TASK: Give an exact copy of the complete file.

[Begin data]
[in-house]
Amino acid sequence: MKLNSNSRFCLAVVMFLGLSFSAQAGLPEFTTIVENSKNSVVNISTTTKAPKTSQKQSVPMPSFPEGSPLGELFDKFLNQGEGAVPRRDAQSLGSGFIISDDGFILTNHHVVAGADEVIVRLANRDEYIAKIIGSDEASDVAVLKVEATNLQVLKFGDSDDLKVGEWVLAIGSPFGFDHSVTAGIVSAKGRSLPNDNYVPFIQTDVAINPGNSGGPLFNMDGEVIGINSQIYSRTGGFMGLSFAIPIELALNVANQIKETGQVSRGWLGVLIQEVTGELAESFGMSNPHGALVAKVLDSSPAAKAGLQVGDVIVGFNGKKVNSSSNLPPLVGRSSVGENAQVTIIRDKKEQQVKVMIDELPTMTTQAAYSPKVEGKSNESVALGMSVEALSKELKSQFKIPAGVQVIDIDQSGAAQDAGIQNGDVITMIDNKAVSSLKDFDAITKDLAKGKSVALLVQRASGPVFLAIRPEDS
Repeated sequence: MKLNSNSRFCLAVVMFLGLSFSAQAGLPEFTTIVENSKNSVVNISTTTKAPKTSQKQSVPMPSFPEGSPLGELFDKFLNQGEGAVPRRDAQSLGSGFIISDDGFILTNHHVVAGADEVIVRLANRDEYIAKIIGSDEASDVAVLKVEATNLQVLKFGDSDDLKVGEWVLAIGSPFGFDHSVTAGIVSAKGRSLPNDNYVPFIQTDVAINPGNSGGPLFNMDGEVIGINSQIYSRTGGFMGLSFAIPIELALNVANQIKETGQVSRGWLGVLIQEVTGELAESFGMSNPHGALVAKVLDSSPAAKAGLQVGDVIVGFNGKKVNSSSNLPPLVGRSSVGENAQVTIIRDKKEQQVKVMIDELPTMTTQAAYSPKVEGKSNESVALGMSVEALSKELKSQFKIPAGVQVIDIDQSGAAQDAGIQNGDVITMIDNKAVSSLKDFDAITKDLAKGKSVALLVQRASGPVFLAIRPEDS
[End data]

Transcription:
[in-house]
Amino acid sequence: MKLNSNSRFCLAVVMFLGLSFSAQAGLPEFTTIVENSKNSVVNISTTTKAPKTSQKQSVPMPSFPEGSPLGELFDKFLNQGEGAVPRRDAQSLGSGFIISDDGFILTNHHVVAGADEVIVRLANRDEYIAKIIGSDEASDVAVLKVEATNLQVLKFGDSDDLKVGEWVLAIGSPFGFDHSVTAGIVSAKGRSLPNDNYVPFIQTDVAINPGNSGGPLFNMDGEVIGINSQIYSRTGGFMGLSFAIPIELALNVANQIKETGQVSRGWLGVLIQEVTGELAESFGMSNPHGALVAKVLDSSPAAKAGLQVGDVIVGFNGKKVNSSSNLPPLVGRSSVGENAQVTIIRDKKEQQVKVMIDELPTMTTQAAYSPKVEGKSNESVALGMSVEALSKELKSQFKIPAGVQVIDIDQSGAAQDAGIQNGDVITMIDNKAVSSLKDFDAITKDLAKGKSVALLVQRASGPVFLAIRPEDS
Repeated sequence: MKLNSNSRFCLAVVMFLGLSFSAQAGLPEFTTIVENSKNSVVNISTTTKAPKTSQKQSVPMPSFPEGSPLGELFDKFLNQGEGAVPRRDAQSLGSGFIISDDGFILTNHHVVAGADEVIVRLANRDEYIAKIIGSDEASDVAVLKVEATNLQVLKFGDSDDLKVGEWVLAIGSPFGFDHSVTAGIVSAKGRSLPNDNYVPFIQTDVAINPGNSGGPLFNMDGEVIGINSQIYSRTGGFMGLSFAIPIELALNVANQIKETGQVSRGWLGVLIQEVTGELAESFGMSNPHGALVAKVLDSSPAAKAGLQVGDVIVGFNGKKVNSSSNLPPLVGRSSVGENAQVTIIRDKKEQQVKVMIDELPTMTTQAAYSPKVEGKSNESVALGMSVEALSKELKSQFKIPAGVQVIDIDQSGAAQDAGIQNGDVITMIDNKAVSSLKDFDAITKDLAKGKSVALLVQRASGPVFLAIRPEDS